A new federal law goes into effect Monday requiring health care organizations to give patients access to their own records online. WINK News explains how this impacts you and why not every company was on board immediately.
Cancer caught Dave DeBronkart by surprise. “They took a shoulder X-ray and said, Dude, what’s that extra thing in your lung? And it turns out, it was a tumor of kidney cancer growing near my shoulder,” DeBronkart said.
After that, he made sure there were no more surprises in his health care, and he says it saved his life.
“Most people in my condition didn’t survive. And I did. So I’m a huge fan of people being actively involved in their health care,” said DeBronkart.
And now, it’s even easier for patients to get involved. As of Monday, every health care organization in the country has to give patients fast and free electronic access to their health records.
Dr. Catherine DesRoches is the executive director of OpenNotes and an associate professor of medicine at Harvard Medical School.
“Things like consultation reports, lab reports, if you had an MRI, the report from the radiologist is going to be available. So it’s just a big expansion and what you can see from your own medical record,” said Dr. DesRoches.
Lee Health patients can already access all of their files.
Neurologist William Carracino says that involving patients also helps them catch mistakes.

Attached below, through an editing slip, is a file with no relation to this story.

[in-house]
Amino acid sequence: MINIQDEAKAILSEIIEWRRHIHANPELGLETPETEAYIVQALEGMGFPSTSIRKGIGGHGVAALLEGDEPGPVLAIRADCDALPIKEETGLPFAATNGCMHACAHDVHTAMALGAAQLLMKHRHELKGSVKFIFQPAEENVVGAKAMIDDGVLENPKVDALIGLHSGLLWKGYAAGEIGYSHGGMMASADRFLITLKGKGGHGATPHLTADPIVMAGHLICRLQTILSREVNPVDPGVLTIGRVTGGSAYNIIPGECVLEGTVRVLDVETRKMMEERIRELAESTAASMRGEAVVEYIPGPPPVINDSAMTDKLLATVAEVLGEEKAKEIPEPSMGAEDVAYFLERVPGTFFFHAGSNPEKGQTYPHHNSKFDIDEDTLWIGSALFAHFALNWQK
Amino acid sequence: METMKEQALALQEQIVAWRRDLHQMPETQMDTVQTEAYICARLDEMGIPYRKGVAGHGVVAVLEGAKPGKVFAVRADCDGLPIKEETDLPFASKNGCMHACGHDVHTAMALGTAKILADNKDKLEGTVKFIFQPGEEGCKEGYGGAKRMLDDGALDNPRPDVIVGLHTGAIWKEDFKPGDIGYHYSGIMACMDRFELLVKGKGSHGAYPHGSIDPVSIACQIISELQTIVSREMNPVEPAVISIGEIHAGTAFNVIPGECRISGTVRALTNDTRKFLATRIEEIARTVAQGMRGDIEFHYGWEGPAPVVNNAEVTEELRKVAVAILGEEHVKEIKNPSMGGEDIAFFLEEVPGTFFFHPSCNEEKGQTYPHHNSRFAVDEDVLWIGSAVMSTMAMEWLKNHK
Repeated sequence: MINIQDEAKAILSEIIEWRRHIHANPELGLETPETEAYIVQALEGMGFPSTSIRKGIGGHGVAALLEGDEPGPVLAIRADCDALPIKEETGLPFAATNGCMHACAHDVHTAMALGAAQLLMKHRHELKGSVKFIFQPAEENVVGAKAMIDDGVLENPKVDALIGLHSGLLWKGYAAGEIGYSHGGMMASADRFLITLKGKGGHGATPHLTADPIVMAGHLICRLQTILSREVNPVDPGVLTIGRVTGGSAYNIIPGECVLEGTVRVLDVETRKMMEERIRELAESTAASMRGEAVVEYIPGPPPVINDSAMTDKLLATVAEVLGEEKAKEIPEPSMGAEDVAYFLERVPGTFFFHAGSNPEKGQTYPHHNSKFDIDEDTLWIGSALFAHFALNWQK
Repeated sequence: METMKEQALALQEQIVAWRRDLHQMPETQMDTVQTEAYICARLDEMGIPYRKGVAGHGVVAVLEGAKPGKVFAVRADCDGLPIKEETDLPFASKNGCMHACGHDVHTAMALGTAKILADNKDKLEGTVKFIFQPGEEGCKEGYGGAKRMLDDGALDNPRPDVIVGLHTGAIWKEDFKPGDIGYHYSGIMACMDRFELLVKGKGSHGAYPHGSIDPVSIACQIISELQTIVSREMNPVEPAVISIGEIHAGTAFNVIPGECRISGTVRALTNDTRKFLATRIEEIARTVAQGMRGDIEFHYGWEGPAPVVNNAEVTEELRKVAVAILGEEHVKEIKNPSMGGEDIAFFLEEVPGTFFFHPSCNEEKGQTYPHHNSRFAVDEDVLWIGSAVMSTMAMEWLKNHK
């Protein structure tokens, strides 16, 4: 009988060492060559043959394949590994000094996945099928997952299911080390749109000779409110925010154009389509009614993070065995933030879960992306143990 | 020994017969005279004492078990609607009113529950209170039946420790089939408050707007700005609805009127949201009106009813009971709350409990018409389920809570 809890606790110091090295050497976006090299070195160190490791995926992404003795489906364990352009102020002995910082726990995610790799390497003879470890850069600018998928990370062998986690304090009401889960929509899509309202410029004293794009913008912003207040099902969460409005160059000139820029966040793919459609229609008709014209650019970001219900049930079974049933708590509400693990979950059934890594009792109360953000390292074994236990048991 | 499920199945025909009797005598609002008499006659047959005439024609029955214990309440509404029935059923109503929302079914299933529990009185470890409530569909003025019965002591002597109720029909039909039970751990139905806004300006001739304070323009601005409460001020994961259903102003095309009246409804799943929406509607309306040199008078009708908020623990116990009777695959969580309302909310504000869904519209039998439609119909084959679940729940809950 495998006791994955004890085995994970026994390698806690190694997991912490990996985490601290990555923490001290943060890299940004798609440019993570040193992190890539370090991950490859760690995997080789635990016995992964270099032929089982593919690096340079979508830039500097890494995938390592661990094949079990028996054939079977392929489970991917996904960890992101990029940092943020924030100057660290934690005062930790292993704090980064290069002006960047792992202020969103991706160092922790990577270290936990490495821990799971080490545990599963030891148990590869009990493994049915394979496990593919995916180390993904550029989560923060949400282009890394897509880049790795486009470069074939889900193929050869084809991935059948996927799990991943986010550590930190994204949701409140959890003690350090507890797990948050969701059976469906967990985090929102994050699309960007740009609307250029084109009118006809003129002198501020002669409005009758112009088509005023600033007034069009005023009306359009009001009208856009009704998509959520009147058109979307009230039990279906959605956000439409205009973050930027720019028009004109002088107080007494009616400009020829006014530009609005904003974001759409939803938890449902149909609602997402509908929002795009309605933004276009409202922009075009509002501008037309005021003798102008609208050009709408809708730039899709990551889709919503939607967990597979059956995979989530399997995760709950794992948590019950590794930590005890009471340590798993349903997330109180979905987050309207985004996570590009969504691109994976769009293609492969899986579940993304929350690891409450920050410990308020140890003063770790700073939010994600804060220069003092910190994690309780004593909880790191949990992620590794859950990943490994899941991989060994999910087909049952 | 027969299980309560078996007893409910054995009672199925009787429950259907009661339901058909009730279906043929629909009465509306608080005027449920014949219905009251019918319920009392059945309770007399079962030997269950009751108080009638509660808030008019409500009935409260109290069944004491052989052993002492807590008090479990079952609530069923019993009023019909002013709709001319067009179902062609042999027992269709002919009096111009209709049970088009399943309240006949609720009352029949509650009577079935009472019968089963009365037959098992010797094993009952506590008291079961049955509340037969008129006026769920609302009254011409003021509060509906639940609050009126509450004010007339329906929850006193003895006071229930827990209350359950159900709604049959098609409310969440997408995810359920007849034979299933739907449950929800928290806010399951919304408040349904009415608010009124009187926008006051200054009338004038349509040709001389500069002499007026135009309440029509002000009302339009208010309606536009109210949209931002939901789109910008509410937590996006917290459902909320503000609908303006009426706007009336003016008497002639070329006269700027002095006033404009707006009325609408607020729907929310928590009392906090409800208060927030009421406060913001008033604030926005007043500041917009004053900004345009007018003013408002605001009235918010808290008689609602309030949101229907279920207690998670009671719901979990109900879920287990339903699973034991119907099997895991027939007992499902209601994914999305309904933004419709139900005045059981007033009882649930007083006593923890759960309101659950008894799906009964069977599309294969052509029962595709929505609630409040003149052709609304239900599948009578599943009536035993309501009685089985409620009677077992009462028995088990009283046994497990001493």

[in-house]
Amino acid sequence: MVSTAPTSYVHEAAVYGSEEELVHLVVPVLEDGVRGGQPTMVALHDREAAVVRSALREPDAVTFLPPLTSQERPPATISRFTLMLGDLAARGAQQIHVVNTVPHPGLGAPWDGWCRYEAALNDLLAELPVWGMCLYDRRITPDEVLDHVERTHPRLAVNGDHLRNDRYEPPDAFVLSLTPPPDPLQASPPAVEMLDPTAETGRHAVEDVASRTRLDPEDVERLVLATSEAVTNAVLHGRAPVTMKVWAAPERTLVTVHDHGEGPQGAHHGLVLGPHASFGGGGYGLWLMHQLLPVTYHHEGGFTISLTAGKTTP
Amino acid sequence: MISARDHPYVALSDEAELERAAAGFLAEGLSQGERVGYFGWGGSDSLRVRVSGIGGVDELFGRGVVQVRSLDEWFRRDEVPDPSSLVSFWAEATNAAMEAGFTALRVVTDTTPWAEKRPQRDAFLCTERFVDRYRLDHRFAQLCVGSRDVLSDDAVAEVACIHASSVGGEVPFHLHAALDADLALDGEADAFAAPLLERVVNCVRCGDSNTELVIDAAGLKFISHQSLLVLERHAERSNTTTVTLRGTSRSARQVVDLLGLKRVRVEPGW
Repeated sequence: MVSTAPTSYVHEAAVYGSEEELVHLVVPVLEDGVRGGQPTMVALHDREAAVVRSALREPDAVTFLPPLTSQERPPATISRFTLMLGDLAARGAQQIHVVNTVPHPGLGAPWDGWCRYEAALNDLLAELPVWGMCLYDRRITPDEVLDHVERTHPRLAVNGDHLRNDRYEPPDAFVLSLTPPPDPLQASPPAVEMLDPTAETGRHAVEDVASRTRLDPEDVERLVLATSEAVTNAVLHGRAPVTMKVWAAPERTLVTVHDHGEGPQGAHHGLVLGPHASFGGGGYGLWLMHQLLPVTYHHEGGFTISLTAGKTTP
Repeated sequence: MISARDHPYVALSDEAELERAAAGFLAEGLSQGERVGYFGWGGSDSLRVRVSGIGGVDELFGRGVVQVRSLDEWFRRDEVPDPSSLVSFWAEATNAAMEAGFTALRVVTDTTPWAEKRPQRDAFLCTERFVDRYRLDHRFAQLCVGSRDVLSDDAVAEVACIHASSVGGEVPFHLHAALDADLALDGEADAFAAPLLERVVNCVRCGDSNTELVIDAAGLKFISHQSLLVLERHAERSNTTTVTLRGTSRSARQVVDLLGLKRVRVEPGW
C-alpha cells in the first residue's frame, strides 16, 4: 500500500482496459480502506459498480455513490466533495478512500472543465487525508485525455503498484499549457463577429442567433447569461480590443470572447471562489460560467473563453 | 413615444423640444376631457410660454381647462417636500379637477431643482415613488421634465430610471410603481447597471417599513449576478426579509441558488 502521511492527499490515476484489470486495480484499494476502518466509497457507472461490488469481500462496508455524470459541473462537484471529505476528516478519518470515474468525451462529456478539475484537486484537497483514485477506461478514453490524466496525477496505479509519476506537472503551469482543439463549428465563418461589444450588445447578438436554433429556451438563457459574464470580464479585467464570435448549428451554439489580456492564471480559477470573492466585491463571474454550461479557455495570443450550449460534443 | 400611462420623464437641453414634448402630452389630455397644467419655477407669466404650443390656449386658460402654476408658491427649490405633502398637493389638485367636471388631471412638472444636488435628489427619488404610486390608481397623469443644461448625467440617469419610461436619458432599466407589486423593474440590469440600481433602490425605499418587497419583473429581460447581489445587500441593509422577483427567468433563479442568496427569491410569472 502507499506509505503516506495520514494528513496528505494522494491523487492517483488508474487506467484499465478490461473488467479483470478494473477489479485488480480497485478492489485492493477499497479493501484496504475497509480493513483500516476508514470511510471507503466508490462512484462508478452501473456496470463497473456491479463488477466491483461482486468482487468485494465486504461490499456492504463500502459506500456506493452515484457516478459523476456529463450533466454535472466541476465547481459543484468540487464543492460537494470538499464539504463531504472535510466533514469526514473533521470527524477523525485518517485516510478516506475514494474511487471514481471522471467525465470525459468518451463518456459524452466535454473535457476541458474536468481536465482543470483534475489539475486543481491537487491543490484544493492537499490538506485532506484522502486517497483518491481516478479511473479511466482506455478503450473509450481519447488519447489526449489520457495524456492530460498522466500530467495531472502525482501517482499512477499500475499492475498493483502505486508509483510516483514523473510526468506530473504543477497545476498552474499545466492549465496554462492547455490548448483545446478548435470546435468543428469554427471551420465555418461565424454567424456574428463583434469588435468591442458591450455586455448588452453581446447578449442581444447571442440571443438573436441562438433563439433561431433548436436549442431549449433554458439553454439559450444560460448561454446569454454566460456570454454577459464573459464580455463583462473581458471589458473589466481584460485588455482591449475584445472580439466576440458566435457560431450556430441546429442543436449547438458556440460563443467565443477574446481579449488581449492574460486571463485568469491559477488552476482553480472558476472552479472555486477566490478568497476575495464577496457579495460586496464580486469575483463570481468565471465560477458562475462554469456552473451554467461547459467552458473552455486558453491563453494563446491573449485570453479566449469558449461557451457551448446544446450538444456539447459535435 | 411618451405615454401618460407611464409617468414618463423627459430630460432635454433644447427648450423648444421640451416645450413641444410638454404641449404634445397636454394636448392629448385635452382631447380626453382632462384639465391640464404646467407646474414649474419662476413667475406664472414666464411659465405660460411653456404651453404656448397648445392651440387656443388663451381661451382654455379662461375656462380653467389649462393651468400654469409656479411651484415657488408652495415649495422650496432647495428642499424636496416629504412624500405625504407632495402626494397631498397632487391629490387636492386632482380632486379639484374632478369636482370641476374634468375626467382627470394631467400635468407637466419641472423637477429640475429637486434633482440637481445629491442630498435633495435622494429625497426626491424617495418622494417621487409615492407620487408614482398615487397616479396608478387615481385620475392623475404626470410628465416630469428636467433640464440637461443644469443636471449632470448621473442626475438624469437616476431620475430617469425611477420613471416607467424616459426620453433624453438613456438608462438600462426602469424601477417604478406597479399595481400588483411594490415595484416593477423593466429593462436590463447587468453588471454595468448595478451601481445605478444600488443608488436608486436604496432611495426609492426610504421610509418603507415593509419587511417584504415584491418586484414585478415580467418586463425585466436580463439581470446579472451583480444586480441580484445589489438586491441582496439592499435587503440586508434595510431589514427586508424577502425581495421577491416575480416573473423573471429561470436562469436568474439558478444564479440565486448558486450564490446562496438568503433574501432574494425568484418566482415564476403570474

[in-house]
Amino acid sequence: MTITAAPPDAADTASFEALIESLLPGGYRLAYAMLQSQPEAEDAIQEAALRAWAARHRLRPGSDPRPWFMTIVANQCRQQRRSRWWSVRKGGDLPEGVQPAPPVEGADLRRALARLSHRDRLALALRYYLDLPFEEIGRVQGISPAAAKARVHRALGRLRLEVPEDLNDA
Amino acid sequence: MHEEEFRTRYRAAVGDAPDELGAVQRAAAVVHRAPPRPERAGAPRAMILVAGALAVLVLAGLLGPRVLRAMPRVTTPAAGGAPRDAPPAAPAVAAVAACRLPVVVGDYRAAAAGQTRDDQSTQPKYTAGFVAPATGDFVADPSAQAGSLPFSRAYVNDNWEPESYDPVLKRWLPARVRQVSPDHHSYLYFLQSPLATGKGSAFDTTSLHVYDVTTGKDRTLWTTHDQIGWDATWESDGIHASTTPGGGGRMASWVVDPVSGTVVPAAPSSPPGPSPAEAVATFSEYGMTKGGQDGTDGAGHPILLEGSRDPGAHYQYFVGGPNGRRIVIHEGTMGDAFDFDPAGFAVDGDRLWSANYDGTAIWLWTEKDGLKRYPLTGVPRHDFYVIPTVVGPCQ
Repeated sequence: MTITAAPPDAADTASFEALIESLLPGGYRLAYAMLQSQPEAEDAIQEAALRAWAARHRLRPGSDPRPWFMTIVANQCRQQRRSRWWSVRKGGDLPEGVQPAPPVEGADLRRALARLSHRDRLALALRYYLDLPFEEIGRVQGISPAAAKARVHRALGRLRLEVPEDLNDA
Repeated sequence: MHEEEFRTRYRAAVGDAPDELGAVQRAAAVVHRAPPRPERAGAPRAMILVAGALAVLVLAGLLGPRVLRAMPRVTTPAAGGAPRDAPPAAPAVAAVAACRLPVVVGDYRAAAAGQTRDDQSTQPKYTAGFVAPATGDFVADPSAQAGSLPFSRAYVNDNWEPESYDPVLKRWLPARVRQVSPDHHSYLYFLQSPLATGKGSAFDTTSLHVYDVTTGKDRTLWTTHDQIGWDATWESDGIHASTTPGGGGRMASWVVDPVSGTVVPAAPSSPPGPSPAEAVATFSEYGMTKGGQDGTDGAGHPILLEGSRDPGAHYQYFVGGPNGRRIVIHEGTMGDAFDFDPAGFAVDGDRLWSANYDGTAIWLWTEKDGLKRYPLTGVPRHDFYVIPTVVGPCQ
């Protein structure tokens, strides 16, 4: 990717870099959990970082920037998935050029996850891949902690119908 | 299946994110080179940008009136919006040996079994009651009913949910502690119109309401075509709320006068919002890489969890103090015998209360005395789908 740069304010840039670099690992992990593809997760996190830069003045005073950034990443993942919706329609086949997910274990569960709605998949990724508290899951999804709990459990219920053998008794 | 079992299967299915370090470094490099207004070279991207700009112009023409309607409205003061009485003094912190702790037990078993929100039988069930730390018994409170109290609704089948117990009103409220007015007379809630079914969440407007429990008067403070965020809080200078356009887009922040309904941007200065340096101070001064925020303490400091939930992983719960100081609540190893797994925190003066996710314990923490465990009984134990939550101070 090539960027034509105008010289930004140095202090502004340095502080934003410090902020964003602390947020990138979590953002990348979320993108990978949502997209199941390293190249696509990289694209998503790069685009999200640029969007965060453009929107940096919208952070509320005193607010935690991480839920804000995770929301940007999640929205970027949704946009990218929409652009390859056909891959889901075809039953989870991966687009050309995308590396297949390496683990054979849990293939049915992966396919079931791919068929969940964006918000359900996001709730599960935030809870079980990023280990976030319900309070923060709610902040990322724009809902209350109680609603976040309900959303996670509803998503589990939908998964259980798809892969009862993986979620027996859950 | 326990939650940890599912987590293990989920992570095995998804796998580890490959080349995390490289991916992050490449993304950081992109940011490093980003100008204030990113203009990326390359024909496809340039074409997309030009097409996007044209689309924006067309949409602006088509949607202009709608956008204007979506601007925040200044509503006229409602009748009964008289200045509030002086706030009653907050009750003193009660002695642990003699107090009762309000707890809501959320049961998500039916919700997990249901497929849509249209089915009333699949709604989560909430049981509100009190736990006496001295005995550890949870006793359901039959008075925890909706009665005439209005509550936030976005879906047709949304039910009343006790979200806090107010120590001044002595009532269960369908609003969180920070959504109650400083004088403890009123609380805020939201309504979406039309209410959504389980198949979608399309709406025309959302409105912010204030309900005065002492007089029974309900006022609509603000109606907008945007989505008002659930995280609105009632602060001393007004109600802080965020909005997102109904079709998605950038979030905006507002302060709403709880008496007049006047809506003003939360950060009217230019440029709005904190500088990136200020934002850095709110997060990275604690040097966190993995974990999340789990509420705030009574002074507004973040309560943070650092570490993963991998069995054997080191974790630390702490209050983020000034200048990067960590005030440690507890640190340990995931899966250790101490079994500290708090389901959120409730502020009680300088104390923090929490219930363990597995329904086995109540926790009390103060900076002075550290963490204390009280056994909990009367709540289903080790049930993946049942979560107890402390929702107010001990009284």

“Sometimes the patients would correct me and I would say, ‘Listen, correct me once or twice. If you have to correct me more than once, I didn’t listen, we have to start over,” said Dr. Carracino. “It’s clear that people who are involved in their own health have better health.”
“If you want to help healthcare achieve its potential to save the life of yourself, or somebody in your family, by all means, get involved,” DeBronkart said.
“The easiest way to start getting involved is to look at what’s in your record. And now with this new rule with Open Notes, they have to give it to you,” said DeBronkart.
This new rule is part of the 21st Century Cures Act, can also make health care easier for snowbirds. Experts say with this information at your fingertips, you can easily share it no matter where you are.
You also have the ability to share these documents with loved ones who help you make health care decisions.
“If you get care from North Dakota, and you also get care in Florida, you can use your phone, you can use an app on your phone to pull all that data together. So you essentially have all of your records in one place. And that I think is going to be kind of a game-changer for patients,” said Dr. Catherine DesRoches.
“It’s very valuable, particularly for people who are not kind of digitally savvy, or they’re not comfortable using a computer, or that the person who helps them with their care lives far away, can’t come to visit can’t come to appointments with them. It’s a way to help that person stay informed about what’s going on,” she said.